Babies' hands move to the rhythm of language

HANOVER, N.H. Baby babbling, universally uttered by healthy hearing babies when they are about seven months old, is thought to mark the developmental moment when a young child embarks on the road to spoken language. Now, new insight into why this behavior occurs can be found in the hands of hearing babies as they acquire a natural signed language.

According to a study published in the September 6, 2001, issue of Nature, lead author Laura Ann Petitto, a Professor in the Department of Education and in the Department of Psychological and Brain Sciences at Dartmouth College, suggests a fresh approach to how babies begin the remarkable process of acquiring language.

The results of the study, titled "Language Rhythms in Babies Hand Movements," support the idea that babies are born with sensitivity to highly specific rhythmic patterns naturally found in languages. It is so powerful that a baby can find and produce the rhythms of language even without vocal input from parents. The study further suggests the tantalizing idea that a baby's perception of the rhythmic pattern is a key mechanism that launches the process of human language acquisition.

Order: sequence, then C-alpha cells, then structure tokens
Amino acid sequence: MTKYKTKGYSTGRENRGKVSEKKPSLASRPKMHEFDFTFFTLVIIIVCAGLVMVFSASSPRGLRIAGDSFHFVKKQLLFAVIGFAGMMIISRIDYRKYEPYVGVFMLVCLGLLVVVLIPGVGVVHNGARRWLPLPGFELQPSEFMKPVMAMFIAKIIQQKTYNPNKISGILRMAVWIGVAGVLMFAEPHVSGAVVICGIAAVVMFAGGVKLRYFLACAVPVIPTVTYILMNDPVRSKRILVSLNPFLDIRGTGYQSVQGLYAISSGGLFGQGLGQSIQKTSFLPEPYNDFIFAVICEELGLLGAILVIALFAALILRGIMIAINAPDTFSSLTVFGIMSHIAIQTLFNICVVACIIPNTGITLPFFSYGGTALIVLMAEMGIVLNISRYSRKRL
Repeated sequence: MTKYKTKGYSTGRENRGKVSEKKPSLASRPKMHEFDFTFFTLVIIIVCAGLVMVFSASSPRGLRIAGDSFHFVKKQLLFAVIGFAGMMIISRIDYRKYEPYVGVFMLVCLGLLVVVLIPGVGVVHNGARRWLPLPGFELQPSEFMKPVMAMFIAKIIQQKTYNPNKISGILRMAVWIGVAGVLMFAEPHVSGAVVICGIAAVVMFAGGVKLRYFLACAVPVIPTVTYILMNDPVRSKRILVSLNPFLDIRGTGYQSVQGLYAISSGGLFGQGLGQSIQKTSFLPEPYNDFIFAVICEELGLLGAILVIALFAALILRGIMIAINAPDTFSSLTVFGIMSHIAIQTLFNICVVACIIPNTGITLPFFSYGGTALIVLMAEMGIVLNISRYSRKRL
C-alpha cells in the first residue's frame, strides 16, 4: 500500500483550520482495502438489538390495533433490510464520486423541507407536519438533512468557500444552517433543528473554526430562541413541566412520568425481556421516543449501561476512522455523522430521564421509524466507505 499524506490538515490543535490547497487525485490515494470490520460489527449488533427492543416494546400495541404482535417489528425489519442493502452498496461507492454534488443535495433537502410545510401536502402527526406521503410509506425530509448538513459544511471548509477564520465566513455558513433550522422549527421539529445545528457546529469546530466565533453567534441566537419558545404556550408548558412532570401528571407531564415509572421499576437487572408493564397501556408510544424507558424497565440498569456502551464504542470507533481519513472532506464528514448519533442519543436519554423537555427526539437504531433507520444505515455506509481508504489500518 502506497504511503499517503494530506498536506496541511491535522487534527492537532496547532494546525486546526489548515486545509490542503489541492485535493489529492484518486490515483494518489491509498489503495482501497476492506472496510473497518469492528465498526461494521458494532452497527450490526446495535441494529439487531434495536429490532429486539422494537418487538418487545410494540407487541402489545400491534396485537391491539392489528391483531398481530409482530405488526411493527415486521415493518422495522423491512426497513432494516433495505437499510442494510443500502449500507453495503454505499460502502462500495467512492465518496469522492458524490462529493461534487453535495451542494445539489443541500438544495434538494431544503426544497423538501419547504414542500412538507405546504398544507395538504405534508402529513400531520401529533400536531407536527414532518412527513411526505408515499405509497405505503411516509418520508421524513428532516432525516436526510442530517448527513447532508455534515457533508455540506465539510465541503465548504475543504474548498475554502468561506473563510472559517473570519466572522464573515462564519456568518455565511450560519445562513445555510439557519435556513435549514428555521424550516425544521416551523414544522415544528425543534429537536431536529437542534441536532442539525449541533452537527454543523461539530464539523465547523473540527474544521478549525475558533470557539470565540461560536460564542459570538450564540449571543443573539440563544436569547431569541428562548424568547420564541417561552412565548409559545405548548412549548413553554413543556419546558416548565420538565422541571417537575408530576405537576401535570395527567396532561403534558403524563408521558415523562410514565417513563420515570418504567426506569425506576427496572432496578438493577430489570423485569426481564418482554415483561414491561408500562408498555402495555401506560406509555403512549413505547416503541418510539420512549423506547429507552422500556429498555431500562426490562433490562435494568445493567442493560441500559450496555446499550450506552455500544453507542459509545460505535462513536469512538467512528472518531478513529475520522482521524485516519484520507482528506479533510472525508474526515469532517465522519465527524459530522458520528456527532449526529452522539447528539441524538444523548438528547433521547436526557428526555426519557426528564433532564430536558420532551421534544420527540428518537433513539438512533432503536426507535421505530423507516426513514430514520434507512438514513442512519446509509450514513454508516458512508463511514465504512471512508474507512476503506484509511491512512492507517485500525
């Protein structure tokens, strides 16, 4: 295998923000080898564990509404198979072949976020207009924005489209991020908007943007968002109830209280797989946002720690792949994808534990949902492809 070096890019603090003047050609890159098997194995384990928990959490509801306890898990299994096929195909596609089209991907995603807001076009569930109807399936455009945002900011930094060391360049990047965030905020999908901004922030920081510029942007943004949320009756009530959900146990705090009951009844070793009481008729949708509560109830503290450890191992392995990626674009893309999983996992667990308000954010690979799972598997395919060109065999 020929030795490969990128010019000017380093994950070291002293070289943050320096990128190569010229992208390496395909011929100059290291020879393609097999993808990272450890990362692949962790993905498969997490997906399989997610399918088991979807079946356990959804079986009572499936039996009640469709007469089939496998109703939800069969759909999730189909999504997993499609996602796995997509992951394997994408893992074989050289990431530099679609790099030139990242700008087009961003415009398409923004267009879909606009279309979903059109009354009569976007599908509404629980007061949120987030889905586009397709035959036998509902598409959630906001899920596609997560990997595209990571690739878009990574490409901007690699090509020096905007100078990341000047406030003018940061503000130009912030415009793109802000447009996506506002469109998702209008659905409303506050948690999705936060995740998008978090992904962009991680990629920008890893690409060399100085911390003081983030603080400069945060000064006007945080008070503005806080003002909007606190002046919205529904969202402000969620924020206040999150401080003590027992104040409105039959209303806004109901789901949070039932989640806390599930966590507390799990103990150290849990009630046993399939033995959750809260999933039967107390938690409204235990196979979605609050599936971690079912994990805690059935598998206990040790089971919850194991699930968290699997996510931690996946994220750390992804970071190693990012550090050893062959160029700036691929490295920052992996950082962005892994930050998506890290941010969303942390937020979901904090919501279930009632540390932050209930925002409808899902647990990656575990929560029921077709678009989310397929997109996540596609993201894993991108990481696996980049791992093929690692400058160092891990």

Petitto conducted the study with students and colleagues at McGill University (Montreal, Canada): Siobhan Holowka, Lauren Sergio (now an assistant professor at York University) and Professor David Ostry (also with Haskins Laboratories in New Haven, Conn.). They examined the hand movements of hearing babies born to profoundly deaf parents and compared them to the hand movements of hearing babies with hearing parents.

"Hearing babies with signing deaf parents make a special kind of movement with their hands, with a specific rhythmic pattern, that is distinct from the other hand movements," said Petitto. "We figured out that this kind of rhythmic movement was linguistic. In fact, it was babbling, but with their hands."

Petitto and her colleagues studied six hearing babies: three received

Contact: Sue Knapp
Dartmouth College

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